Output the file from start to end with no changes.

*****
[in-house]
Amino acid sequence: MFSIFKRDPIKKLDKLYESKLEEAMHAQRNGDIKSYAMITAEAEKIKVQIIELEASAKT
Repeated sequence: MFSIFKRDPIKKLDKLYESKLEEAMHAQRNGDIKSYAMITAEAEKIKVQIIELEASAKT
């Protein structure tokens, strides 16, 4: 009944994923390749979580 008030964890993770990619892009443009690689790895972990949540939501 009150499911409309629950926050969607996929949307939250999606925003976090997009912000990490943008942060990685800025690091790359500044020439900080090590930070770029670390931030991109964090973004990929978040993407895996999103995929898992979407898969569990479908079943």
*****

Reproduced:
[in-house]
Amino acid sequence: MFSIFKRDPIKKLDKLYESKLEEAMHAQRNGDIKSYAMITAEAEKIKVQIIELEASAKT
Repeated sequence: MFSIFKRDPIKKLDKLYESKLEEAMHAQRNGDIKSYAMITAEAEKIKVQIIELEASAKT
């Protein structure tokens, strides 16, 4: 009944994923390749979580 008030964890993770990619892009443009690689790895972990949540939501 009150499911409309629950926050969607996929949307939250999606925003976090997009912000990490943008942060990685800025690091790359500044020439900080090590930070770029670390931030991109964090973004990929978040993407895996999103995929898992979407898969569990479908079943």